“Well you should be. This job is not what the papers say. They make out that it’s all glamorous, that it’s going in all guns blazing. But I can assure you, Catherine, that it’s most definitely not. I’ve lost three good men over the past five years, and every one of those men had families, friends. But one tiny mistake, one unpredictable situation they couldn’t control, and that’s it. Gone,” he clicks his fingers, “just likethat.”
“I promise you, applying for this job was not something I took lightly.”
“Well, you did a little more than just apply for the job, Catherine. Thanks to your many letters of complaint to the government, which were handed directly to me, we’ve had to change our policy on employing women. Now I know it may seem sexist to you, and probably to all women out there. But Catherine, let me tell you that nothing is ever black and white. If our department feels that it’s necessary that only men are employed, then that is for the safety of the public and my team. I don’t give a shit if that comes across negative, or sexist, or whatever. My only concern is the lives around me. Do you understand?”
“Yes I do, Roger. And I completely trust that every decision you make is for the good of the team. But I’m a very proactive woman. I saw an opportunity to make a change, to follow a dream, to make a difference, and I tookit.”
“Either way you look at it, thanks to equality, I have no choice now but to open the doors to female applicants. And seeing as you were the only woman who’s applied to this branch,” he puts the CV down and gets up from his chair, reaching across the desk, “welcome aboard.”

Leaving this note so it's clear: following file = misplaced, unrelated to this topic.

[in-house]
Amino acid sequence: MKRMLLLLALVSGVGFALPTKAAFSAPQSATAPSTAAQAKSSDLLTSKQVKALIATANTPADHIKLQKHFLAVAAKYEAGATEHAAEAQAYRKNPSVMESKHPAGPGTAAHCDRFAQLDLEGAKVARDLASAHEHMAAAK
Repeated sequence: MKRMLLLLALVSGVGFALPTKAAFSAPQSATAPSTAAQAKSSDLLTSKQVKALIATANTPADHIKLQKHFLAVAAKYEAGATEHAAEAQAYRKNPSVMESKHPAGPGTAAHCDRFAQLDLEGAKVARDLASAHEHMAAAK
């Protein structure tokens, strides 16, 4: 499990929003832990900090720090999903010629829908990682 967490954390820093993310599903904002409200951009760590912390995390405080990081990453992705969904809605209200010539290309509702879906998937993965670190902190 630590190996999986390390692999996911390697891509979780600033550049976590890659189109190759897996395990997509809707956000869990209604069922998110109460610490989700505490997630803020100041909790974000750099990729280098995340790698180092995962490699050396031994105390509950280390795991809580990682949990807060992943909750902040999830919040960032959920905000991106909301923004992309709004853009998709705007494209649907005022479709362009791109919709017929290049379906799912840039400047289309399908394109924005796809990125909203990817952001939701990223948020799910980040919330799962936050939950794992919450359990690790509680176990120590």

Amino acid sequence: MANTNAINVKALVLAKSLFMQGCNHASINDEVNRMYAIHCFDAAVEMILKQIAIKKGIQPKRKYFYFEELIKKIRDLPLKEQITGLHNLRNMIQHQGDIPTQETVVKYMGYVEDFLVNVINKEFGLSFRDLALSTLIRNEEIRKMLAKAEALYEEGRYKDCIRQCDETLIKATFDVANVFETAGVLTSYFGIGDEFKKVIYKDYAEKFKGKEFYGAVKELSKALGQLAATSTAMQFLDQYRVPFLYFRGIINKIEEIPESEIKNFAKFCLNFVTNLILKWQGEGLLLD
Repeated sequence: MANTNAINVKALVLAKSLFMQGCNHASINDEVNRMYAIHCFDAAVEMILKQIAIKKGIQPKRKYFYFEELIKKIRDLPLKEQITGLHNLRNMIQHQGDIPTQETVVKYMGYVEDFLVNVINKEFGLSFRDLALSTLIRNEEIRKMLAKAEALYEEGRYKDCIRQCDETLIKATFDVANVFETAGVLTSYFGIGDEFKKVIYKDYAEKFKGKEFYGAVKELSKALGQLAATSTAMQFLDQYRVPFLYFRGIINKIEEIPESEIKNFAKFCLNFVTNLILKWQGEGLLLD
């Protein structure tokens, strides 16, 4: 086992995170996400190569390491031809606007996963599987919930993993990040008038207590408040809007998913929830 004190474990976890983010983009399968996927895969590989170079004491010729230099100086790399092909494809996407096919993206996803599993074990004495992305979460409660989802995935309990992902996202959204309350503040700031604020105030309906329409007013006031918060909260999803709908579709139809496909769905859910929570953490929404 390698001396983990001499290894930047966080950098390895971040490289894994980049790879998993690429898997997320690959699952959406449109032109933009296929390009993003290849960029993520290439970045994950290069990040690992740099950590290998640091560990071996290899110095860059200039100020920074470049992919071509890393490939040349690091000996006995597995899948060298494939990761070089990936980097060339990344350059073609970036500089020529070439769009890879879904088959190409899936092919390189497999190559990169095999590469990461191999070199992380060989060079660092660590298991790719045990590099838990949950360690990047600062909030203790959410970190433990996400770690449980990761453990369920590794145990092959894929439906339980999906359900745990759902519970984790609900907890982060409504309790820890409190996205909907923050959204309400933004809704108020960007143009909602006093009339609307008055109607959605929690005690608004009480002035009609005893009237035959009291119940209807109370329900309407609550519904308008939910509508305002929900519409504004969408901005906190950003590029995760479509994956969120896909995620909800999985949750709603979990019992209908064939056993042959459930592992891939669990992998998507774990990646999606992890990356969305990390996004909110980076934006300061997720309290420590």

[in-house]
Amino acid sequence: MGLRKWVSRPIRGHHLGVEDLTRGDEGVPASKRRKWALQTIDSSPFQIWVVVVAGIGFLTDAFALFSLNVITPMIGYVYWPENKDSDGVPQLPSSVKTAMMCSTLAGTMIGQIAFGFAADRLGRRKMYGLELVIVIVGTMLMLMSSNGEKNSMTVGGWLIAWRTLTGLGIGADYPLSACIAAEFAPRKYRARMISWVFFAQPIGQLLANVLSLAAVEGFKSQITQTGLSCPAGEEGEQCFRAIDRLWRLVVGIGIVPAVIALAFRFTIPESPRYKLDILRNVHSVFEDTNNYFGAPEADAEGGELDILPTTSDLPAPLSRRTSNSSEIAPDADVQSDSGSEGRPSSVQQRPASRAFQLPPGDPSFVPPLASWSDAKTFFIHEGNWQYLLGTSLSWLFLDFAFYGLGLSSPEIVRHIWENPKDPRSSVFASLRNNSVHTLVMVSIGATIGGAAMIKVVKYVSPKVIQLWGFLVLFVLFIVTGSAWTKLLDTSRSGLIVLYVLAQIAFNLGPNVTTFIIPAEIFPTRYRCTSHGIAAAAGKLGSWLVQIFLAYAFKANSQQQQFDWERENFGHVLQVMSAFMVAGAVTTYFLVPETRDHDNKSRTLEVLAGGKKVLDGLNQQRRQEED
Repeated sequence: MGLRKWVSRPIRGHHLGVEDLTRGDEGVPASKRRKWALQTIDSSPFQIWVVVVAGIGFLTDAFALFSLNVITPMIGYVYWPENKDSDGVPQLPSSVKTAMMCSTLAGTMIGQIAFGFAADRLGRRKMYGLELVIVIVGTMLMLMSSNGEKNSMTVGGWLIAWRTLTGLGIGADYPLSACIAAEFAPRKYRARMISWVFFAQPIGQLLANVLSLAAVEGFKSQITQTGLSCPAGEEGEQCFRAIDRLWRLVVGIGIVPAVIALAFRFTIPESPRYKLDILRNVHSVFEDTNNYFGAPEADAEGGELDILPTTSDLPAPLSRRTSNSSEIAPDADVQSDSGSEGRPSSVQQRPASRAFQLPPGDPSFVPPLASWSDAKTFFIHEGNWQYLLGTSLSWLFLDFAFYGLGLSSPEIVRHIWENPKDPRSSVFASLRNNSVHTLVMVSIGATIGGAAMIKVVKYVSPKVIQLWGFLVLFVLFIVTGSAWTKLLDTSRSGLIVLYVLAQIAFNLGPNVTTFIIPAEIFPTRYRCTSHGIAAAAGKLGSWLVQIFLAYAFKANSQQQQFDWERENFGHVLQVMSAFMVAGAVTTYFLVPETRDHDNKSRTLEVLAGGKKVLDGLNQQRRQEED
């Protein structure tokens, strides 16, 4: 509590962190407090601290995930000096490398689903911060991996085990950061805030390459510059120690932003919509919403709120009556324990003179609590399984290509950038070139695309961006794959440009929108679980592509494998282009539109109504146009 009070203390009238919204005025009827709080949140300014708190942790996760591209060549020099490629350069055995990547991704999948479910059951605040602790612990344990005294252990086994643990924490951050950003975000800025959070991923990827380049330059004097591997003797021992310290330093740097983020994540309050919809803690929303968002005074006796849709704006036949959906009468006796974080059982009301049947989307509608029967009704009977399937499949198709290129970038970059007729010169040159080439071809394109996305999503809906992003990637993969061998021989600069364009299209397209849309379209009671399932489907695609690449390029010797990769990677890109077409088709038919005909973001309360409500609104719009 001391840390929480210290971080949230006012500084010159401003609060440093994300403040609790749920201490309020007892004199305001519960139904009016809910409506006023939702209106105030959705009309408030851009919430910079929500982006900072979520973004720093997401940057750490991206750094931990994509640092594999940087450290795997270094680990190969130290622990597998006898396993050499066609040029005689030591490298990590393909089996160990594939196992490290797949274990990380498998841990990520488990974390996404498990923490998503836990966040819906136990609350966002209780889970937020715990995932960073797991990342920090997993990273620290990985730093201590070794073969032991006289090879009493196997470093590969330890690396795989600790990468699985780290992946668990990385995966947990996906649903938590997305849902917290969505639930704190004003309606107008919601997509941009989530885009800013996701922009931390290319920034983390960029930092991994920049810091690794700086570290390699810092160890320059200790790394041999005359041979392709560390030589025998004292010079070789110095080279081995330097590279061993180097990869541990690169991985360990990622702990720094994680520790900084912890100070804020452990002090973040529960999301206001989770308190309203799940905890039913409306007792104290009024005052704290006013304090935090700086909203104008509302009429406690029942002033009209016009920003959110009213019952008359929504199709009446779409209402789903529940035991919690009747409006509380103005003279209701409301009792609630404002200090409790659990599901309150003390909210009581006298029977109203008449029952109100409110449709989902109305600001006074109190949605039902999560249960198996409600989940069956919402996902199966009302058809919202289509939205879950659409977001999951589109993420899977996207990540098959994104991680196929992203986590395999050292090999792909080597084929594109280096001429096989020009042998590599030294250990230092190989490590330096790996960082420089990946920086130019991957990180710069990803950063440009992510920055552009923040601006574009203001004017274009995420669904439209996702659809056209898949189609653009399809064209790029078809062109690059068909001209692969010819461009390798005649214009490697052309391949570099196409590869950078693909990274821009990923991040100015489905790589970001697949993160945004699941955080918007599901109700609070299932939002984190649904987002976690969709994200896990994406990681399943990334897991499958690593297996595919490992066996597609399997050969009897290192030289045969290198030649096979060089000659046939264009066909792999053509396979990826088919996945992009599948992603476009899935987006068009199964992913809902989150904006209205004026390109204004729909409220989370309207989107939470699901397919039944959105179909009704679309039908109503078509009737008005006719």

I smile and shake his hand. “Thank you, Roger. You won’t regret it. I promise.”
He sits back down, groans again, and then runs his hands over his smooth head. “I hope not, Catherine. For your sake, as well asmine.”
“So when does the training start?” Dad asks me, slurping his tea from across the breakfast table.
“I already said, Dad,” I reply, unable to disguise the impatience in my voice. “This weekend. Thursday is a run through—meet the guys, kind of an intro. Plus, a fitness test. If that goes well, the real training will start on Friday.”
“Until Sunday?” he blurts out, almost spitting out his tea. “That’sit?”
“Well, yeah. But it’s very intense. And most of the important training is done out on the field. I’ll be shadowing someone first. Then, maybe after a few weeks, maybe even a few months, I’ll be having to deal with things alone.”
“One bloody weekend. That’s scandalous. You’d swear you were training to work in a supermarket—not working as a bloody Cleaner.” He takes a giant—almost aggressive swig of his tea—and puts his cup down a little too hard on the table, spilling a little. “All I hear on the News is how little money they get from the government, putting up with shitty equipment, understaffing, and dangerous working conditions. It’s just not worth therisk.”
“Tell that to the armed forces then. They’ve always had to put up with budget cuts. And so has the NHS. But we still need nurses and soldiers.”
“Well, I think you’re mad, Catherine. I really do. And I don’t see what the big fascination is with all this. Why can’t you just get an ordinary job like everyoneelse?”
“I know it’s risky, but this is something that I’ve wanted to do since I was a little girl. You know that. So nothing’s changed. I still want to be out there, making a difference in the world. Not stuck dealing with stupid customers at a restaurant.”